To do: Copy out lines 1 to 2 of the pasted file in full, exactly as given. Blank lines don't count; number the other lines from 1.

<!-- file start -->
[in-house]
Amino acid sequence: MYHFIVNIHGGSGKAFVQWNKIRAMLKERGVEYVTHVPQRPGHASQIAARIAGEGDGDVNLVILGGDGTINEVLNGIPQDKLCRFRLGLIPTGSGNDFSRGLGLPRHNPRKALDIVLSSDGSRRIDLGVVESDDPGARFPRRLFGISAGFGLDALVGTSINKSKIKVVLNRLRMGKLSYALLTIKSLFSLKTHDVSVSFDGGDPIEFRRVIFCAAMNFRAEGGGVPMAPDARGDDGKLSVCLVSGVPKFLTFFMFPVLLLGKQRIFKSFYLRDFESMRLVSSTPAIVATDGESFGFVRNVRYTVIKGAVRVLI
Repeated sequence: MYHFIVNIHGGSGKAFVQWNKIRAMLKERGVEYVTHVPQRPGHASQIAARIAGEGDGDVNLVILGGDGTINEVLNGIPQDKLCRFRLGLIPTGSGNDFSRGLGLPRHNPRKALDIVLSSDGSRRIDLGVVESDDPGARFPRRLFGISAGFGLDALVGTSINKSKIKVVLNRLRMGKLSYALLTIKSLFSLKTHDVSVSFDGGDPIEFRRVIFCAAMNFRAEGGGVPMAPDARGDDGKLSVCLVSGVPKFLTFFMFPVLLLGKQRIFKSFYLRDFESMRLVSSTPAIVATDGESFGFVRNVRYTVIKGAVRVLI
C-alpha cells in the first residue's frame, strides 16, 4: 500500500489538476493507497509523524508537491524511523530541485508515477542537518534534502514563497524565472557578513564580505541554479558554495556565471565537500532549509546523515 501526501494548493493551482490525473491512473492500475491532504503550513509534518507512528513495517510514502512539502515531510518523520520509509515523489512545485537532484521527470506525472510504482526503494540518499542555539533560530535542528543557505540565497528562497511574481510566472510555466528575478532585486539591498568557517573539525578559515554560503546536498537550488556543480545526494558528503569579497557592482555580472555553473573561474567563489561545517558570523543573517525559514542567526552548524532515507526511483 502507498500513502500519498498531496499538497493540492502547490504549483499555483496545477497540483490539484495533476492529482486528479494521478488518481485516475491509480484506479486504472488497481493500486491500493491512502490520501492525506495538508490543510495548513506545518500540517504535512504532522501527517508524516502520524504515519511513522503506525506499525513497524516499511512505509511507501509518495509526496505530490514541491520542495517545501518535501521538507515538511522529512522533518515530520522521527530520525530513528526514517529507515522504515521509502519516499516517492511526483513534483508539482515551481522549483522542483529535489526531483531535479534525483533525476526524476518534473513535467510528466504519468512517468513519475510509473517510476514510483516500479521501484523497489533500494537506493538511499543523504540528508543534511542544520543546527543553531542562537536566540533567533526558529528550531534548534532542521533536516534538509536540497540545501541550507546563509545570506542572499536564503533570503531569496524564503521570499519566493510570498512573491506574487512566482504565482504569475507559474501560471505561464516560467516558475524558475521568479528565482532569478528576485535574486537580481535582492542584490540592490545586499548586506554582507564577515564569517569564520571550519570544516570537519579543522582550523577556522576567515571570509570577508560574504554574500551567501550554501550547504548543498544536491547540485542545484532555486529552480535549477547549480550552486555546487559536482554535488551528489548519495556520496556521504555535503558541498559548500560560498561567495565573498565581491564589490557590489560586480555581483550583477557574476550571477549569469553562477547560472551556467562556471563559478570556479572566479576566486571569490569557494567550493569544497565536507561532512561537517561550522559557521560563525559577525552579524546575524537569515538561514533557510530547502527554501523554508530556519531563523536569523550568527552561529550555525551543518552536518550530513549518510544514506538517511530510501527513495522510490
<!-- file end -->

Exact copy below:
[in-house]
Amino acid sequence: MYHFIVNIHGGSGKAFVQWNKIRAMLKERGVEYVTHVPQRPGHASQIAARIAGEGDGDVNLVILGGDGTINEVLNGIPQDKLCRFRLGLIPTGSGNDFSRGLGLPRHNPRKALDIVLSSDGSRRIDLGVVESDDPGARFPRRLFGISAGFGLDALVGTSINKSKIKVVLNRLRMGKLSYALLTIKSLFSLKTHDVSVSFDGGDPIEFRRVIFCAAMNFRAEGGGVPMAPDARGDDGKLSVCLVSGVPKFLTFFMFPVLLLGKQRIFKSFYLRDFESMRLVSSTPAIVATDGESFGFVRNVRYTVIKGAVRVLI